I always put numbers for multi-line equations as follows (e.g., using equation and gathered): enter image description here

My co-author wants to do (e.g., using gather and nonumber).

enter image description here

Is there a commonly accepted convention for such instances?

  • 1
    This is really off-topic. How to do it would be on-topic; whether to do it not. Could you ask on another site specific to your discipline?
    – cfr
    Commented May 30 at 4:04
  • 1
    @cfr I wouldn't call it off-topic. The question is about typing LaTeX documents. Commented May 30 at 4:20
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    @Michael_1812 By that logic, keyboards are on-topic, as are questions about the conventions used in recipe books, nursery timetables and guides for ramblers. Typographic conventions etc. are off-topic. How to realise them is on-topic. This isn't my personal view. I'm just reporting the scope of the site.
    – cfr
    Commented May 30 at 4:27
  • @Michael_1812 See e.g. tex.meta.stackexchange.com/questions/6842/…, tex.meta.stackexchange.com/questions/679/…, tex.meta.stackexchange.com/questions/6647/…, or, generally, tex.meta.stackexchange.com/search?q=typography. This one would be more plausibly on-topic imho if it included the code used to implement each option rather than applying as much to Word as TeX.
    – cfr
    Commented May 30 at 4:36
  • It would have been helpful if you had provided some information about the relative importance of the two equations in question. Are they roughly equally important, and are you likely to be referring to both equations in a cross-reference to this group of equations? If so, use your positioning approach. Conversely, is the first equation more important (in whatever sense of the term "important" that may be applicable here) than the second, and can a cross-reference to the group of equations only meaningfully be interpreted as referring to the first equation? If so, use your colleague's approach.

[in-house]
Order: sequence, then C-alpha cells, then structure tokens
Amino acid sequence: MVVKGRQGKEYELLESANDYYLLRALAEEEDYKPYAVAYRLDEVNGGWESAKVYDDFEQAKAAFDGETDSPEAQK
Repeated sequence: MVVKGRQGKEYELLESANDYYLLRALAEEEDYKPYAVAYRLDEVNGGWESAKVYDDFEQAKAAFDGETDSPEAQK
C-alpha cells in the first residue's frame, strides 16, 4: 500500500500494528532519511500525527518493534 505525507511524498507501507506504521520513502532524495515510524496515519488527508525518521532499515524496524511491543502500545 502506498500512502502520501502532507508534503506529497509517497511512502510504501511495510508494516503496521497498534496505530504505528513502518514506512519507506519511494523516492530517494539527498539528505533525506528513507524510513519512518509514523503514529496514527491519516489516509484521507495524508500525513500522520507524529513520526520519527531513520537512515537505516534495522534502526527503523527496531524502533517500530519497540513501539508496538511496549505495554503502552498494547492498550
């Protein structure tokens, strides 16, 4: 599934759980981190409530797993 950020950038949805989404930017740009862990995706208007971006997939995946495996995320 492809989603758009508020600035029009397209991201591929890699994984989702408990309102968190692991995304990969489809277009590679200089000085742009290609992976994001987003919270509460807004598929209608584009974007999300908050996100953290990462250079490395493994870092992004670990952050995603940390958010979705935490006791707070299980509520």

– Mico
    Commented May 30 at 5:32

2 Answers 2


There is no right or wrong for this case. What you can do, in order to please yourself as well as your coauthor, is to define a specific environment. You can eventually fight with your coauthor and the winner will decide what option to use.

Of course, the formula doesn't make sense, but I'll ignore the fact.


\usepackage{kantlipsum}% for mock text



H=\sum_{J\in S}H_{J} \\
J=\{j_{1},\dots,j_{k}\}\in S,\quad j_{i}\in\Lambda


enter image description here

If you just remove [t] from the definition, you get

enter image description here

Much better, if the main formula is not too long, would be using a single line.

enter image description here


I, personally, always place equation numbers the way you do, and I cannot recall a case when a technical editor of journal changed it.

As a reader, I also would prefer this manner of numbering, and my guess is that most readers will share my opinion.

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